Mystic's S&P Oyster Company welcomes vegans with new menu

Kale on the half-shell? Line-caught mushrooms?

To the puzzled or unaware, the suggestion that a venerable oyster house has curated new vegan and gluten-free menus might cause some head-scratching or confusion. The truth is, though, that Mystic's S&P Oyster Company — casually referred to by longtime loyal customers as "the seafood place on the river" — has acknowledged and embraced variations in trends and diet and, with the bottom-line aim to please all customers, have reacted with vision and creativity. Now, in addition to the usual much-loved menu, S&P boasts separate vegan and gluten-free menus, each boasting several entrée, salad and appetizer options.

"We're proud to have been known for our seafood and steaks and poultry,'" says Jeremy Socha, who's been general manager at S&P for 25 years. "But we're also so much more than that. Society is changing, and we want our vegan and gluten-free guests to feel completely comfortable and welcome — not like we have to somehow accommodate them. One of the first questions our servers do is ask whether a customer has any special dietary needs. Because, if a guest has to ask, he or she already feels like an afterthought. That's not what we're about."

This culinary expansion has gradually evolved over the past four or five years. As more and more people choose a vegetarian or vegan lifestyle — or deal with gluten-free or other dietary restrictions — the team at S&P has added more options to a menu that's always been reimagined on a regular basis anyway. In addition, they've updated their equipment and cooking methods so vegan dishes don't overlap in preparation with meals from the regular menu.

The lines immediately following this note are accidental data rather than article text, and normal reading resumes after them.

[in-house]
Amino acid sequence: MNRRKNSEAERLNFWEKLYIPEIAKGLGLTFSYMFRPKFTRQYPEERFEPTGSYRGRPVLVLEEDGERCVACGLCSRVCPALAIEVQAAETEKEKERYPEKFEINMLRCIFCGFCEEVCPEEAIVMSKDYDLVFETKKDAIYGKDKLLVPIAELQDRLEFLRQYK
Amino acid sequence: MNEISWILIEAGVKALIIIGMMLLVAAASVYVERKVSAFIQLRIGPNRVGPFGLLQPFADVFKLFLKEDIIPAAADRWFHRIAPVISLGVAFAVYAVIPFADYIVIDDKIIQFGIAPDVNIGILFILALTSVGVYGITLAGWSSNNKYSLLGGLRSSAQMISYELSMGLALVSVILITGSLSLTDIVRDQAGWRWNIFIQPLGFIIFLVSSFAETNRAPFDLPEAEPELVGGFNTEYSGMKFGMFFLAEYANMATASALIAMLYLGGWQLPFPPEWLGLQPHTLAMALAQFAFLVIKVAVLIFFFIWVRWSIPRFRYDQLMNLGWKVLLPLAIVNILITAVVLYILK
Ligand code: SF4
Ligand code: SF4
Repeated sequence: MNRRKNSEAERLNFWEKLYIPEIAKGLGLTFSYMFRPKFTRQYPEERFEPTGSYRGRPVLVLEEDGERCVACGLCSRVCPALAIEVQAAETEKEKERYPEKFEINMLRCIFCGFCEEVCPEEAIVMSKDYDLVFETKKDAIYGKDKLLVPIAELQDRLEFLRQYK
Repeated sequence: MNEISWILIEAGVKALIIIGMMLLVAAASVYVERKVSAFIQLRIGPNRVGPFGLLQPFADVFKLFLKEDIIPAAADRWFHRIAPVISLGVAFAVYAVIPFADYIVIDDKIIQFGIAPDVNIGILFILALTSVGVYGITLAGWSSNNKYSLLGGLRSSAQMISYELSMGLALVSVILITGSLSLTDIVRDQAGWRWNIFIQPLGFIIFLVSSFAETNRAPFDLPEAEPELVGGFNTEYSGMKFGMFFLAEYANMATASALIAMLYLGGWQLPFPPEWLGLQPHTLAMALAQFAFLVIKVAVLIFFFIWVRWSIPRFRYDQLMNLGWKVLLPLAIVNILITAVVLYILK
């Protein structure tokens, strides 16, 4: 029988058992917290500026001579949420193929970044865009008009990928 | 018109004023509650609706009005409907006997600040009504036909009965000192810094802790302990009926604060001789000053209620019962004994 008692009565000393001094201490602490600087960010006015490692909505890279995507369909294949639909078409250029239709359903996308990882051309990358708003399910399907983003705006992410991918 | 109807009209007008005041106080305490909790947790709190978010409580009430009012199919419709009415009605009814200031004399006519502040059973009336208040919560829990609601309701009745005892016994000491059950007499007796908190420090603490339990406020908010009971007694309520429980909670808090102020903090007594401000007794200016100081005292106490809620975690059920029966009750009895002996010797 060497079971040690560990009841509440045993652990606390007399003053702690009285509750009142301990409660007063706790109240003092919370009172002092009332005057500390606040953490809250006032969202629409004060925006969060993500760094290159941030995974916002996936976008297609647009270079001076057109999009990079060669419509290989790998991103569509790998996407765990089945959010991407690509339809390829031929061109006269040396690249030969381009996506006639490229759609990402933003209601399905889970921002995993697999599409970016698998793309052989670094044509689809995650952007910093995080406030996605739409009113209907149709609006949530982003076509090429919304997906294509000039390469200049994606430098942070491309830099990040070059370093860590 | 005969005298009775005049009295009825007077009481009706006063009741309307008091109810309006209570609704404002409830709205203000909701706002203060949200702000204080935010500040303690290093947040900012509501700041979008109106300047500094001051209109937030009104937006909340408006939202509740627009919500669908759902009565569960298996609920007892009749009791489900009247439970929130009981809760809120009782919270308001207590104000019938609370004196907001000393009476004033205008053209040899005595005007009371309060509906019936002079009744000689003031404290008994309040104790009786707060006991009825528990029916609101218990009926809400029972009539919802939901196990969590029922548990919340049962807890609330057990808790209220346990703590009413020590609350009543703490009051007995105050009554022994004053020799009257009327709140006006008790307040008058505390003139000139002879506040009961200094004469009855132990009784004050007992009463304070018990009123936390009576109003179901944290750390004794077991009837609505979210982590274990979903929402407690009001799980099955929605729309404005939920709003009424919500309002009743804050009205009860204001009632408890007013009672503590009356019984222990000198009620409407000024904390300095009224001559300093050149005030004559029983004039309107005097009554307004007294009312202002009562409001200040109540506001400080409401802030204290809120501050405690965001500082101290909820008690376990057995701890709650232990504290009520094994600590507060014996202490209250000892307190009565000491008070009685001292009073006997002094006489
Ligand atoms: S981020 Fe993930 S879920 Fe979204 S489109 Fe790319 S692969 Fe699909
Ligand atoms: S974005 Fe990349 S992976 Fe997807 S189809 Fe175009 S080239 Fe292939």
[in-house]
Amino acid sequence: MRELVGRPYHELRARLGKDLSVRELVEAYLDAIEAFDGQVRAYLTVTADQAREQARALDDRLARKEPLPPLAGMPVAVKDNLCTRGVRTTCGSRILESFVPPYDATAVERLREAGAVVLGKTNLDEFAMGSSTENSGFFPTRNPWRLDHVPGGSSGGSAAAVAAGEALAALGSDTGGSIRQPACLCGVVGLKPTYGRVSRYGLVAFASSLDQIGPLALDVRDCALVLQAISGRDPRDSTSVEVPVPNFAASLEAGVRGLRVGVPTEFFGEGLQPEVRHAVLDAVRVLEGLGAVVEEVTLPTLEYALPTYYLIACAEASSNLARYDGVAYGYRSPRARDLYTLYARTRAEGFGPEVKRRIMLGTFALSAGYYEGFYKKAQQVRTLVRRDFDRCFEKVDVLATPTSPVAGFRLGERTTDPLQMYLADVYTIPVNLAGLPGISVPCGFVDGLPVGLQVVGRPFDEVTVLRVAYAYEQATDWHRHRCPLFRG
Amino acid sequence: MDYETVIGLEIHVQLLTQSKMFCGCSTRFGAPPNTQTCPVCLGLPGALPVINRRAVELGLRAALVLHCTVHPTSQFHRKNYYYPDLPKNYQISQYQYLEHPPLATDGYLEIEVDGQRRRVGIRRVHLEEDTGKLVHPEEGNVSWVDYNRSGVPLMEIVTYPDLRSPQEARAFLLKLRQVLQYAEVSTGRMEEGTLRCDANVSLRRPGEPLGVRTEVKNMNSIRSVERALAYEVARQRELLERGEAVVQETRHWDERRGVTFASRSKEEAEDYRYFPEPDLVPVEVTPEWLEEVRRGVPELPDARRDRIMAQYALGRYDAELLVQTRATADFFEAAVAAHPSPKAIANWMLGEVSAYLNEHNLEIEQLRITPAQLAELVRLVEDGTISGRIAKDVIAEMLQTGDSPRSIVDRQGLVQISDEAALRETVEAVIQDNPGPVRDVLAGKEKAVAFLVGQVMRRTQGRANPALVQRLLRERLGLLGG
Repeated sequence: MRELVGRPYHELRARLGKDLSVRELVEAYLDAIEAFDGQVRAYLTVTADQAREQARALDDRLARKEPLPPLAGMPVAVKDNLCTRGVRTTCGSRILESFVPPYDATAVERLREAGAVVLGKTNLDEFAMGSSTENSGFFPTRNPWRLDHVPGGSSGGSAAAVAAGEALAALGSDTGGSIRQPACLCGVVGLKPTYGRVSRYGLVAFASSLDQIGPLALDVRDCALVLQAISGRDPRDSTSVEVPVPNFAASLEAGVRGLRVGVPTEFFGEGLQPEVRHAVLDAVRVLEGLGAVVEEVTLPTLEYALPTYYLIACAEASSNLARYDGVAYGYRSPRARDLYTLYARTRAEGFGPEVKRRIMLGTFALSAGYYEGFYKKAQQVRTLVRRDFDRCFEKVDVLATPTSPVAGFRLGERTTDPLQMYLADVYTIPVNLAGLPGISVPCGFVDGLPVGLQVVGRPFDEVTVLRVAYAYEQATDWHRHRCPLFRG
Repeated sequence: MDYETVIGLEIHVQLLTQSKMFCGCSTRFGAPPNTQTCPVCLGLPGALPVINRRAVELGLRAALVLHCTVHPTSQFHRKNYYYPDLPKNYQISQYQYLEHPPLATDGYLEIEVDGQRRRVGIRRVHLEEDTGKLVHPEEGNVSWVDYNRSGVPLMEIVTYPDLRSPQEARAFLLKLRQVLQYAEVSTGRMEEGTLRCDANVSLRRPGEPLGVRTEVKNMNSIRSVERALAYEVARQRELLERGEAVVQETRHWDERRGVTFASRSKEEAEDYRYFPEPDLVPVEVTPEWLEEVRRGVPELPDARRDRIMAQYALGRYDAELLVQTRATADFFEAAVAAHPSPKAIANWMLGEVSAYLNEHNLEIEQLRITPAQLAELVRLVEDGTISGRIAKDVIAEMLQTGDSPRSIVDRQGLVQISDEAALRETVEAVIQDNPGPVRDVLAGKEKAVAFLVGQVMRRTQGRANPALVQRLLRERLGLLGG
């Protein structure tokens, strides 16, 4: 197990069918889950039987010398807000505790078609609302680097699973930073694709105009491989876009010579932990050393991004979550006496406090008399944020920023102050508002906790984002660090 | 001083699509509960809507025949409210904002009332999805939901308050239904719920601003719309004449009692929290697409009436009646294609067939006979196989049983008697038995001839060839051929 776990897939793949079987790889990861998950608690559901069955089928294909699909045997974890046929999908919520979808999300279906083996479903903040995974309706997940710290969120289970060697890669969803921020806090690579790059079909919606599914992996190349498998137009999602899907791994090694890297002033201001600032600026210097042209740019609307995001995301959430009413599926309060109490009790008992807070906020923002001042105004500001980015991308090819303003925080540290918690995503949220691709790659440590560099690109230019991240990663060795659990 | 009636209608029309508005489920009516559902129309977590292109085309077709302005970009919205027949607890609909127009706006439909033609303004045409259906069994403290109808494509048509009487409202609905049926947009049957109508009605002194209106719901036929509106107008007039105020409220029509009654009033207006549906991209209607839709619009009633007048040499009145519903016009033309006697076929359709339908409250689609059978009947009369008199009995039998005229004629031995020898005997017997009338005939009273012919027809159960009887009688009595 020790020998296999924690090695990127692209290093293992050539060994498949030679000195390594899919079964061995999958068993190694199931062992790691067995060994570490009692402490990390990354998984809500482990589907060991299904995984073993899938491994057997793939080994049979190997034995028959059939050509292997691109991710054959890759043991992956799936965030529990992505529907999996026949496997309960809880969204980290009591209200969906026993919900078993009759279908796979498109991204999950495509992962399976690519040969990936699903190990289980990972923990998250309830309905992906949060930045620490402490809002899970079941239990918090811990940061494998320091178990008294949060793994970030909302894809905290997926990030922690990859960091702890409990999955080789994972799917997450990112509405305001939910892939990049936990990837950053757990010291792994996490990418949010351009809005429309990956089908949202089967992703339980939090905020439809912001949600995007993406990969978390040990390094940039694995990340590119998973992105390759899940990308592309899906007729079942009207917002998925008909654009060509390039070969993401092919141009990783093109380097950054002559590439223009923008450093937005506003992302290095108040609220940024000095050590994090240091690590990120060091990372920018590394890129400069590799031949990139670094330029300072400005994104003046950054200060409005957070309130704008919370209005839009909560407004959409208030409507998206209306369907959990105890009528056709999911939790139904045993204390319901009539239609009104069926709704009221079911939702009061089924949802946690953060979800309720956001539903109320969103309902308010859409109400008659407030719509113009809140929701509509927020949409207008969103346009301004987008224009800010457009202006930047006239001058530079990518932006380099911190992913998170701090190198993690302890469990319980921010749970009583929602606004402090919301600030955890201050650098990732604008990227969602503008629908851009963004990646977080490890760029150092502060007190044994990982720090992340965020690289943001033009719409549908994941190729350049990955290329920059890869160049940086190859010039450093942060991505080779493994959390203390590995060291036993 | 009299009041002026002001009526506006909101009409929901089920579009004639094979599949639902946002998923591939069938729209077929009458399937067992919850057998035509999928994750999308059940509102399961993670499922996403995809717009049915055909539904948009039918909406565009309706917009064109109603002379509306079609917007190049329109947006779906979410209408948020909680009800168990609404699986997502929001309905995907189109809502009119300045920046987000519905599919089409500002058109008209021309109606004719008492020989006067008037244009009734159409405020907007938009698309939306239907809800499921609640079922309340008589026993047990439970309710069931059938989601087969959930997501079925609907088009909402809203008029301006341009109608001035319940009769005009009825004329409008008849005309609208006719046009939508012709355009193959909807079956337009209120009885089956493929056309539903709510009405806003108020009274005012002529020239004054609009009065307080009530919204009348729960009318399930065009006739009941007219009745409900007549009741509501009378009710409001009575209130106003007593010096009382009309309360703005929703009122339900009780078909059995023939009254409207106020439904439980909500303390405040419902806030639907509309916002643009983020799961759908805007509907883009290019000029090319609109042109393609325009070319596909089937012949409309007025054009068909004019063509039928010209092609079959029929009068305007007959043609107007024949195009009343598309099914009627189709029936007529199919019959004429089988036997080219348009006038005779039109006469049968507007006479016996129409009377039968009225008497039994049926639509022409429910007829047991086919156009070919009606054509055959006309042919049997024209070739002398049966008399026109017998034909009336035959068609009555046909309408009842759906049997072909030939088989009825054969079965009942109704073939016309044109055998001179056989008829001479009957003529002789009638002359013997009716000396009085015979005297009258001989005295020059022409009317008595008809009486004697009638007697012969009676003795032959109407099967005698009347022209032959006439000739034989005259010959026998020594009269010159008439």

"This process has been challenging, but it's also been fun," says Edgar Cobena, who's been the executive chef at S&P for 13 years. He is a native of Ecuador who grew up in an environment where fresh fruits and vegetables were everyday staples, often from the family's own garden. "Protein is a big issue for vegans, and we've worked hard to come up with creative and tasty dishes with that in mind. Quinoa, for example, is something I grew up with, and it's delicious and high in protein. There are a lot of similar ways to explore those possibilities."

S&P guests are now presented with the restaurant's regular (and regularly updated) menu featuring seafood, beef and poultry choices. But they're also provided with a separate menu. One side displays the vegan options and the other boasts the gluten-free possibilities. And, no, don't look for the weary, go-to veggie options like pasta primavera that many restaurants have for years included as THE vegetarian option on their menu.

"A lot of places have vegan or gluten-free options," Socha says, "but you'll see them on the menu with an asterisk. Or there's just one dish. Our job is to provide the same types of flavorful and creative choices as our original menu." He adds that, so far as he's aware, no other restaurants in the area are offering vegan and gluten-free menus if that's not their sole purpose.